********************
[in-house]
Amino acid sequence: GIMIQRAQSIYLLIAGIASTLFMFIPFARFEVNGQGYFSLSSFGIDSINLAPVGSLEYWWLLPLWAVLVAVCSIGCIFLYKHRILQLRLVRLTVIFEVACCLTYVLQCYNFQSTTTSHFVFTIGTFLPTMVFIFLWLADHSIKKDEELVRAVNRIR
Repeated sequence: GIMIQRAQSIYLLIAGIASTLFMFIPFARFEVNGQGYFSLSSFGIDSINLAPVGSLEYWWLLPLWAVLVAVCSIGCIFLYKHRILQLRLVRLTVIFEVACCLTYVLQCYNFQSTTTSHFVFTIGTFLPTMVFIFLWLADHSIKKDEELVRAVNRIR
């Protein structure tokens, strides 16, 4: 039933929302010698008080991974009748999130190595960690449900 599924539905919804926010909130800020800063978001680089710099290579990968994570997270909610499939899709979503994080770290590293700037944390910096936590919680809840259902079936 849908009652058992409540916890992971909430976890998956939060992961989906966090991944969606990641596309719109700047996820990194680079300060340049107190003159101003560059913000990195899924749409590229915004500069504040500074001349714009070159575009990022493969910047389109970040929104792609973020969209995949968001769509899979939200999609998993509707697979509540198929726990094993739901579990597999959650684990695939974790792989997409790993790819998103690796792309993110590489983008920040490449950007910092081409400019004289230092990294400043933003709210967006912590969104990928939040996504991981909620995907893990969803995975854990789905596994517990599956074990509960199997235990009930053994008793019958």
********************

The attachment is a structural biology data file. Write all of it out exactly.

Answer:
[in-house]
Amino acid sequence: GIMIQRAQSIYLLIAGIASTLFMFIPFARFEVNGQGYFSLSSFGIDSINLAPVGSLEYWWLLPLWAVLVAVCSIGCIFLYKHRILQLRLVRLTVIFEVACCLTYVLQCYNFQSTTTSHFVFTIGTFLPTMVFIFLWLADHSIKKDEELVRAVNRIR
Repeated sequence: GIMIQRAQSIYLLIAGIASTLFMFIPFARFEVNGQGYFSLSSFGIDSINLAPVGSLEYWWLLPLWAVLVAVCSIGCIFLYKHRILQLRLVRLTVIFEVACCLTYVLQCYNFQSTTTSHFVFTIGTFLPTMVFIFLWLADHSIKKDEELVRAVNRIR
């Protein structure tokens, strides 16, 4: 039933929302010698008080991974009748999130190595960690449900 599924539905919804926010909130800020800063978001680089710099290579990968994570997270909610499939899709979503994080770290590293700037944390910096936590919680809840259902079936 849908009652058992409540916890992971909430976890998956939060992961989906966090991944969606990641596309719109700047996820990194680079300060340049107190003159101003560059913000990195899924749409590229915004500069504040500074001349714009070159575009990022493969910047389109970040929104792609973020969209995949968001769509899979939200999609998993509707697979509540198929726990094993739901579990597999959650684990695939974790792989997409790993790819998103690796792309993110590489983008920040490449950007910092081409400019004289230092990294400043933003709210967006912590969104990928939040996504991981909620995907893990969803995975854990789905596994517990599956074990509960199997235990009930053994008793019958």